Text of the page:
Breaking the cycle of poverty by getting to the root of the issues that many people in the community face is the goal of an upcoming walk-a-thon.
The Mustard Seed, a local non-profit organization, is organizing the Coldest Night of the Year community walk-a-thon on Feb. 21 to raise money and awareness for programs that deal with the cause of poverty.
One of the Mustard Seed’s more well-known programs is the emergency food bank, but Colin Tessier, executive director, says that is not their main focus.
“Our purpose is to impact people’s lives and break the cycle of poverty that exists in their lives,” he said.
An example of one of these transformative programs at the Mustard Seed, it the family centre that helps people build self-esteem and self-confidence.
“It offers practical support in employment training and skills training to help people to move forward in sustainable ways so there’s not a reliance on services like a food bank,” said Tessier.
The Mustard Seed also runs the Hope Farm Healing Centre, which helps men recover from addiction.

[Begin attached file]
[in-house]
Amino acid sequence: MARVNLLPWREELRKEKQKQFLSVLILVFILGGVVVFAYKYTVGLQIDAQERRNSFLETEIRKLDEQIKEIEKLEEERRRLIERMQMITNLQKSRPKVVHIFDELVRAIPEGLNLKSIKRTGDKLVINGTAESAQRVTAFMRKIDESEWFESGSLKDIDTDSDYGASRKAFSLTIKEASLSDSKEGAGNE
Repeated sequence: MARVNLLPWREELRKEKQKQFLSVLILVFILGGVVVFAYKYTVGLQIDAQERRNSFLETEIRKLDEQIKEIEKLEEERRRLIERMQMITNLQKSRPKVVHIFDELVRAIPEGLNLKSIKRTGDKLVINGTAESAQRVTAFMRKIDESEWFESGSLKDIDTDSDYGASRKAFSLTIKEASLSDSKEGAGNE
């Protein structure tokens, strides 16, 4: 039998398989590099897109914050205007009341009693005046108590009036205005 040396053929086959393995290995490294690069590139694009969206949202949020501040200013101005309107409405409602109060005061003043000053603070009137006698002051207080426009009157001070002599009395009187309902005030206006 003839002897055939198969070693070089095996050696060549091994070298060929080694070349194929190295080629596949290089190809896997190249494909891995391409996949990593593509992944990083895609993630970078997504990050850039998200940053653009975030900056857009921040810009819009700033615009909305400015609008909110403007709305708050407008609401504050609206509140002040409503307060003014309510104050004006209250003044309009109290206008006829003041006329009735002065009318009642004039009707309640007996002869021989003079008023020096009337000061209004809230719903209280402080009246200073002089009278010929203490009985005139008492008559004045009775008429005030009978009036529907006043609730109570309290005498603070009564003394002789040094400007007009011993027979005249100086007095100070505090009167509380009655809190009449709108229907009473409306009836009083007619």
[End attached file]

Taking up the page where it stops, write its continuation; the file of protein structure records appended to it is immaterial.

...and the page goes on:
Money raised from the Coldest Night of the Year walk-a-thon goes toward all of the programs offered at the Mustard Seed.
Registration takes place between 3 and 4 p.m. on Saturday, Feb. 21 at the lower Inner Harbour causeway in front of the “Welcome to Victoria” plant sign.
Registration is $25, and walkers are encouraged to build a team and raise pledges. Walkers who raise $150 (adults) or $75 (youth aged 13-17) will have the $25 registration fee waived.
The opening ceremony starts at 4 p.m., and the 2.5 km walk goes up Government Street to Johnson Street, down Douglas and Humboldt streets, finishing at the Bay Centre. A 5 km route is also available.
At 5:30 p.m.in the Bay Centre, there will be refreshments and speakers discussing issues surrounding poverty. Anyone is welcome to come to the event at the Bay Centre, where donations will also be collected.
For more information, go online to coldestnightoftheyear.org/victoria.